Though Moreno himself doesn't necessarily have the same message for Trump, he sounds neither sorry nor worried about any wall that might be built.


Mexican Newspaper On Trump Deportation Plans

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La Jornada, Nov. 14, 2016

As U.S. president-elect Donald Trump begins to reveal if and how he will follow through on his campaign promises, Mexico is keeping a close eye on his immigration plans.

In an interview with CBS "60 Minutes" program on Sunday night, Trump indicated that his pledge to build a wall between the U.S. and Mexico will include "fencing," and he would quickly move to deport any illegal immigrants with a criminal record. He added that other undocumented immigrants included "terrific people," apparently reserving a decision on whether they too would be deported.

Monday's edition of the Mexican paper, La Jornada, featured a front-page headline: "Trump: I will deport 3 million undocumented workers," accompanied with a photograph of protestors in New York holding signs reading: "We Are all Immigrants."

Subcomandante Marcos in 2014

Subcomandante Marcos, Will Iconic Mexican Rebel Remove His Mask?

MEXICO CITY — Will the mask come off? A Mexican judge has ruled that sedition and terrorism charges have expired against 13 rebels of the Zapatista Liberation Army (EZLN), including those filed against the group's masked enigmatic former leader, Subcomandante Marcos, La Jornada and other media reported.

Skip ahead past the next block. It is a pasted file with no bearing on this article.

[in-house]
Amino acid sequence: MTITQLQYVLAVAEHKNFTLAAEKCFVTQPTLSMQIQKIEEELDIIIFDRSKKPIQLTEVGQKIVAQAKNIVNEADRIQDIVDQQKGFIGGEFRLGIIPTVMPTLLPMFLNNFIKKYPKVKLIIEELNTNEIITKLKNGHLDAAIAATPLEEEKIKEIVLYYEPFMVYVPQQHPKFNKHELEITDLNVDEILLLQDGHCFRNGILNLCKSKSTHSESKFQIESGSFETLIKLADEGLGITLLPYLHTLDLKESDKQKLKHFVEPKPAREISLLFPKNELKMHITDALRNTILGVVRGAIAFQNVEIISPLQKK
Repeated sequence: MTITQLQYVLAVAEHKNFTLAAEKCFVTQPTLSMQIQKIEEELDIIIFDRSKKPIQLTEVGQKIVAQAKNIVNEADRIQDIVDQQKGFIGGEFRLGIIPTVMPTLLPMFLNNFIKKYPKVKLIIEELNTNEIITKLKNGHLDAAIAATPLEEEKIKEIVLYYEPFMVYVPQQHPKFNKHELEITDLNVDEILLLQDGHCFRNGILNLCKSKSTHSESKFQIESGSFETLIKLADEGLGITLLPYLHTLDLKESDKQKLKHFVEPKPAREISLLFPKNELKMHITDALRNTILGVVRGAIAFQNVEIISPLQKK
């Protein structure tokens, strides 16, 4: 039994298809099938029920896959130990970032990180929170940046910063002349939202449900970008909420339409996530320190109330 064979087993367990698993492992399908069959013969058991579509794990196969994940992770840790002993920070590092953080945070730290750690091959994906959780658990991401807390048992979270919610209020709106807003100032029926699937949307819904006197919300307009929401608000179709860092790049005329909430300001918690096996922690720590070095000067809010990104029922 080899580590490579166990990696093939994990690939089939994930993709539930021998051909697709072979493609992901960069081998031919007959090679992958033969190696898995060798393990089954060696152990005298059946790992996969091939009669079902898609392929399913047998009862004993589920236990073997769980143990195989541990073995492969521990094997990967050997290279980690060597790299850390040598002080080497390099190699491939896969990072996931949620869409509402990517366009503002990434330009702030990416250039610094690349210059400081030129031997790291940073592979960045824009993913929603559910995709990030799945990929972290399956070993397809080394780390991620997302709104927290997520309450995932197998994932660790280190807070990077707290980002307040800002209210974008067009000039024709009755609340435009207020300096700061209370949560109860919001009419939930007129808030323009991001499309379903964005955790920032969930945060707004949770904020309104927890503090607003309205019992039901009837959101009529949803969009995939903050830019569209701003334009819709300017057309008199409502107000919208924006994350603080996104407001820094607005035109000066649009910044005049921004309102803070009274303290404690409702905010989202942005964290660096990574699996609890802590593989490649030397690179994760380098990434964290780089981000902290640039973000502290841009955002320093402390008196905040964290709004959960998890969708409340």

The EZLN rose in revolt in 1994 to defend indigenous people in the southern state of Chiapas against a range of government rights abuses, and soon, the group became an admired force in Mexico and beyond, representing a leftist, non-violent, anti-capitalist lifestyle.

Having survived the state's initial bid to crush their revolt, the Zapatistas have in recent years become less focused on guerrilla tactics and more involved in civilian protests, which has bolstered their popularity in Mexico. They have never espoused the brutality of other major rebel armies in Latin America, such as communist Revolutionary Armed Forces of Colombia (FARC).

Forced into hiding since the 1990s, former EZLN leader Marcos decided to cover his face with a black balaclava, a move that quickly turned him into an iconic — even fashionable — figure, not unlike Argentinian revolutionary Che Guevara. The pipe-smoking Marcos always gave interviews masked, though he may have revealed his face once to CNN correspondent Carmen Arístegui.

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Marcos in 1996 — Photo: Jose Villa

He systematically denied the identities state officials attributed to him, likely in a bid to strip him of his mystique; members of the family alleged to be his corroborated the denials, but in any case, confusion and mystery were part of the game, as they so often are in Mexico.

In 2014, after stepping down as head of the EZLN, Marcos declared his persona "dead" and said he was henceforth to be called Galeano, after an EZLN activist murdered by an armed gang. In theory, his retirement from the limelight means that Marcos (or Galeano) can now walk, shop and cycle as publicly as he pleases. Whether such newly gained freedom would risk losing his iconic status remains to be seen.